Title: The Madness Underneath
Author: Maureen Johnson
Series: Shades of London series
Pages: 290 pages hardcover, 304 paperback/ebook
I’m always afraid to start book series because the second book rarely lives up to the first. For some reason, the second book always seems like more of a way to get from A to C without really having much of a point. The Madness Underneath is not one of those books. It’s definitely not a book that can stand by itself, but it is its own book and serves a greater purpose than tying book 1 to book 3.
The Madness Underneath deals with the aftermath. The aftermath of the attack on Rory, the aftermath of her newly discovered power, the aftermath of what happened in the bathroom at Wexford. There’s a lot of material to work with in this book and Johnson does a suburb job of handling it all.
Rory has been living at home with her parents, but just wants to get back to her life in London. She wants to go back and act like she’s the same person she was before everything happened. Once back at school, she realized she’s bit off a little more than she can chew. The world didn’t stop for her while she was gone, and now she’s lagging just a little bit behind everyone else.
On top of that, she still has to deal with her new ghost knowledge and powers. There are things going on that only she and a few of her friends know about, but even they aren’t sure how to handle this new situation.
The Madness Underneath didn’t have me fearing every little noise, but it still had a sense of creepiness. There was no way to guess at what was about to happen and the ghosts are still sticking around. This was a book even better than the first. After the major cliffhanger in The Name of the Star, I thought I’d be able to handle anything Johnson threw at me. But the ending of The Madness Underneath punched me in the gut. I simply cannot wait to read what comes next.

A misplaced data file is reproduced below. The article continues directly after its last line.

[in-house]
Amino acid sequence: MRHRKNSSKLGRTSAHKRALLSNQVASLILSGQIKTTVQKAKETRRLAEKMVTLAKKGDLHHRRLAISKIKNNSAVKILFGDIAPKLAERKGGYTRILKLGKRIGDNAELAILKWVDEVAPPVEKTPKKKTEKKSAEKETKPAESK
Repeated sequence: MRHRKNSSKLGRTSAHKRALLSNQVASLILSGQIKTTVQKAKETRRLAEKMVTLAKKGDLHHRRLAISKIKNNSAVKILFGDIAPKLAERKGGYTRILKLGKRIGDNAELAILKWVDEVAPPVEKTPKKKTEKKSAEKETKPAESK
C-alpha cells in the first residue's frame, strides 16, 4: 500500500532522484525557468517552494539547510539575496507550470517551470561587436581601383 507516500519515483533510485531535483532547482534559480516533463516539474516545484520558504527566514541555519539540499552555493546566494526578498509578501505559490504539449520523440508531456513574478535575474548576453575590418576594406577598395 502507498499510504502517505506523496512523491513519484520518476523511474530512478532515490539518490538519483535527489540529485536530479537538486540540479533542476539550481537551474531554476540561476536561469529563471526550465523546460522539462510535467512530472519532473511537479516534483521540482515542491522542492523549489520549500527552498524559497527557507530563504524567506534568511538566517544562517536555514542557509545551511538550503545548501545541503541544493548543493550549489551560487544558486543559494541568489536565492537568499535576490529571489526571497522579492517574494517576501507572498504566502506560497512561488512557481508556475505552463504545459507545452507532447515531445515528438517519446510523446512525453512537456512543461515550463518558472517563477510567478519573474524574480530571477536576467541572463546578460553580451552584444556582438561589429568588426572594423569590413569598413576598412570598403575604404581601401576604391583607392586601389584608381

If The Madness Underneath sounds like your kind of book, you can purchase it here:
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Thank you to Putnam and NetGalley for an advanced copy of the novel in exchange for an honest review.
I saw “Jack the Ripper” in the book description and I was sold. I was going to read this book. I just hoped it wouldn’t let me down. I’d read a couple books by Johnson before and enjoyed them, so I had faith in the book. Johnson didn’t let me down.
The Name of the Star takes place in London, in the midst of a Jack the Ripper copycat string of murders. Rory is new to London and is thrown into the action right away. She’s connected to the crimes in a special way and that tie is what makes this novel.
There were times this novel had me creeped out. I woke up one morning at 3am and my first thought was a Jack the Ripper ghost was staring at my back. This book had invaded my dreams and thoughts. It gave me goosebumps and I loved it.
I wasn’t a huge fan of how easily this story-line was wrapped up, and I’m sure there are people that will disagree with that. I just feel like there was a lot of build-up for something that wasn’t quite as grand as I had been expecting. It worked, but it felt a little flat.
I like Rory. She’s real and not too stereotypical when it comes to characters. She works hard, but likes to have a little fun. She has friends and people she doesn’t get along with, but no one at the school is out to get her for no reason. She’s trying to get the most out of living in London without sacrificing anything. I wasn’t sure about the supernatural aspect at first, but it’s growing on me.
There wasn’t really romance in this book; instead Johnson decided to write a different side of the high school relationship coin. A relationship between friends that crosses the friend lines at times, but doesn’t become that big serious THING other Young Adult books like to make it.
The ending of The Name of the Star had me slack-jawed and anxious to read more. This is a series that has the potential to be great and I’m looking forward to going along on the ride.
Despite the slight disappointment of 13 Little Blue Envelopes, I was still wanting to read this book and see if it could top the previous.
It was better. The character were more developed and appeared more like actual people. It didn’t have that crazy travel sparkle like the first one did, but it made up for it with having real characters and I felt the dynamics were better explored in this one.
This was definitely a better book than the first, and I’m glad I made it past the first and was able to read it.
I thought this story had a lot of possibility. It was an interest premise that could have made for a fantastic book, but it fell a little flat. It was still a good book, but there was so much possibility that wasn’t met. There were some holes in the story that distracted me, as well.
The relationships weren’t really built up as much as I’d have liked. The one exception is that between Ginny and Richard. For as little as they are together, I enjoyed how they came to view and respect each other. The relationship with Keith was different for me. I’m not sure if I like it or not. I go back and forth with each chapter.
Overall, if I’m in need of a quick, low-angst read, I might read for this one and breeze through it.